Access to Social Media for Employers denied!

Posted on September 29, 2012 by Rick Rossignol

California Gov. Jerry Brown signed two bills into law on Thursday that keep employers or universities from demanding access passwords to Facebook or Twitter accounts.

AB 1844, Campos. Employer use of social media.
Existing law generally regulates the conduct of employers in the state.
This bill would prohibit an employer from requiring or requesting an employee or applicant for employment to disclose a username or password for the purpose of accessing personal social media, to access personal social media in the presence of the employer, or to divulge any personal social media. This bill would also prohibit an employer from discharging, disciplining, threatening to discharge or discipline, or otherwise retaliating against an employee or applicant for not complying with a request or demand by the employer that violates these provisions.
Under existing law, the Labor Commissioner, who is the Chief of the Division of Labor Standards Enforcement in the Department of Industrial Relations, is required to establish and maintain a field enforcement unit to investigate specified violations of the Labor Code and other labor laws and to enforce minimum labor standards. Existing law authorizes, and under specified circumstances requires, the Labor Commissioner to investigate employee complaints of violations of the Labor Code, provide for a hearing, and determine all matters arising under his or her jurisdiction.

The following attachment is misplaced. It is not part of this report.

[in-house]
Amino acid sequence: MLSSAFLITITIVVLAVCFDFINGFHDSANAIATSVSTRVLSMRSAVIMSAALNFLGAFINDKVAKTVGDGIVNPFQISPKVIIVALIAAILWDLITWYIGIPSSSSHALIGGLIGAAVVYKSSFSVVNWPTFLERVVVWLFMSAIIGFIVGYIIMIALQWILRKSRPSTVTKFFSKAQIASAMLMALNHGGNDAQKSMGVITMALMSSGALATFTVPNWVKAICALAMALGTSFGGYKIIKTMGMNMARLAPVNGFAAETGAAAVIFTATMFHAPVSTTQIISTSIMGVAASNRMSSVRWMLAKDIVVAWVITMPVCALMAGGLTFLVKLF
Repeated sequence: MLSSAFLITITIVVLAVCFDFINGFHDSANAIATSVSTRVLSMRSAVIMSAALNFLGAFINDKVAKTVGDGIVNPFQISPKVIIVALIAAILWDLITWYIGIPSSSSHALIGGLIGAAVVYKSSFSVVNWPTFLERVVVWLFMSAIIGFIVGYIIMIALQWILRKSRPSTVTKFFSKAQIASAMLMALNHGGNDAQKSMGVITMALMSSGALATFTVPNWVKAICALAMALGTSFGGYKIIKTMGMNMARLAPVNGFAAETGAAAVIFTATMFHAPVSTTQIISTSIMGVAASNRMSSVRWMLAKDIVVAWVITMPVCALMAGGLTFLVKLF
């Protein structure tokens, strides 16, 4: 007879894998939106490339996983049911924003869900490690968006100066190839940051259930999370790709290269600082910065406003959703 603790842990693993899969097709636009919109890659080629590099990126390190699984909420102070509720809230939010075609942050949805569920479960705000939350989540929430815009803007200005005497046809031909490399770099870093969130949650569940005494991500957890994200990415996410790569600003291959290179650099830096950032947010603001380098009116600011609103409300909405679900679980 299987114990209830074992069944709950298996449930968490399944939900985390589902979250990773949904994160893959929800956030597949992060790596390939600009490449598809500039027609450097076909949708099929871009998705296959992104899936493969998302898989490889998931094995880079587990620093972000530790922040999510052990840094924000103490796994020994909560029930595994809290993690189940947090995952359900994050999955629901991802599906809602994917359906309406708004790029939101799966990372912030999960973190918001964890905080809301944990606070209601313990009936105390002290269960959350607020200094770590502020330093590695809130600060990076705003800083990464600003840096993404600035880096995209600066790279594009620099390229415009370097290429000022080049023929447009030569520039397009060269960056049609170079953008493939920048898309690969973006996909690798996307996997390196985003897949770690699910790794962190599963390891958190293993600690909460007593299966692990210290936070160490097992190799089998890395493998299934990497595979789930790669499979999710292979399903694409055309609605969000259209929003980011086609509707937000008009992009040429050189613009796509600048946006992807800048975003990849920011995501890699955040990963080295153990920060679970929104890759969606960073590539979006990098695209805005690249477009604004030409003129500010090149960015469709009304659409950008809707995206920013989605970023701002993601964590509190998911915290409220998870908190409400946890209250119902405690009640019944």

This bill would provide that the Labor Commissioner is not required to investigate or determine any violation of a provision of this bill.



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